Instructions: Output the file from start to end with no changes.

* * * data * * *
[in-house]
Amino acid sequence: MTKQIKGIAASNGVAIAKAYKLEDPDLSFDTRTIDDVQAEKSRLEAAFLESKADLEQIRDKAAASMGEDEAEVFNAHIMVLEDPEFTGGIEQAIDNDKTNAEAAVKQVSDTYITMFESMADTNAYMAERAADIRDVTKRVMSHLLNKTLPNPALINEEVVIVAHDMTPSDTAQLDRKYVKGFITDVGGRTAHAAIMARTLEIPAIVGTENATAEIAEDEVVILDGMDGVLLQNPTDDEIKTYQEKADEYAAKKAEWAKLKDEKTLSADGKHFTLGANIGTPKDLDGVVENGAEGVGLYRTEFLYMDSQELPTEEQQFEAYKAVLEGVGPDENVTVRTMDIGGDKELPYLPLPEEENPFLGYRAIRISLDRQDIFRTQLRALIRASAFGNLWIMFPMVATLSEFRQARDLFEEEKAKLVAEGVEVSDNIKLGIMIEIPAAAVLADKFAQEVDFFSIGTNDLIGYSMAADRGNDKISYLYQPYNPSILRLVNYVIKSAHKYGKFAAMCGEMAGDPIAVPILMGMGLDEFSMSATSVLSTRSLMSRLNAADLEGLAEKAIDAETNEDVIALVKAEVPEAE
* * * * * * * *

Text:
[in-house]
Amino acid sequence: MTKQIKGIAASNGVAIAKAYKLEDPDLSFDTRTIDDVQAEKSRLEAAFLESKADLEQIRDKAAASMGEDEAEVFNAHIMVLEDPEFTGGIEQAIDNDKTNAEAAVKQVSDTYITMFESMADTNAYMAERAADIRDVTKRVMSHLLNKTLPNPALINEEVVIVAHDMTPSDTAQLDRKYVKGFITDVGGRTAHAAIMARTLEIPAIVGTENATAEIAEDEVVILDGMDGVLLQNPTDDEIKTYQEKADEYAAKKAEWAKLKDEKTLSADGKHFTLGANIGTPKDLDGVVENGAEGVGLYRTEFLYMDSQELPTEEQQFEAYKAVLEGVGPDENVTVRTMDIGGDKELPYLPLPEEENPFLGYRAIRISLDRQDIFRTQLRALIRASAFGNLWIMFPMVATLSEFRQARDLFEEEKAKLVAEGVEVSDNIKLGIMIEIPAAAVLADKFAQEVDFFSIGTNDLIGYSMAADRGNDKISYLYQPYNPSILRLVNYVIKSAHKYGKFAAMCGEMAGDPIAVPILMGMGLDEFSMSATSVLSTRSLMSRLNAADLEGLAEKAIDAETNEDVIALVKAEVPEAE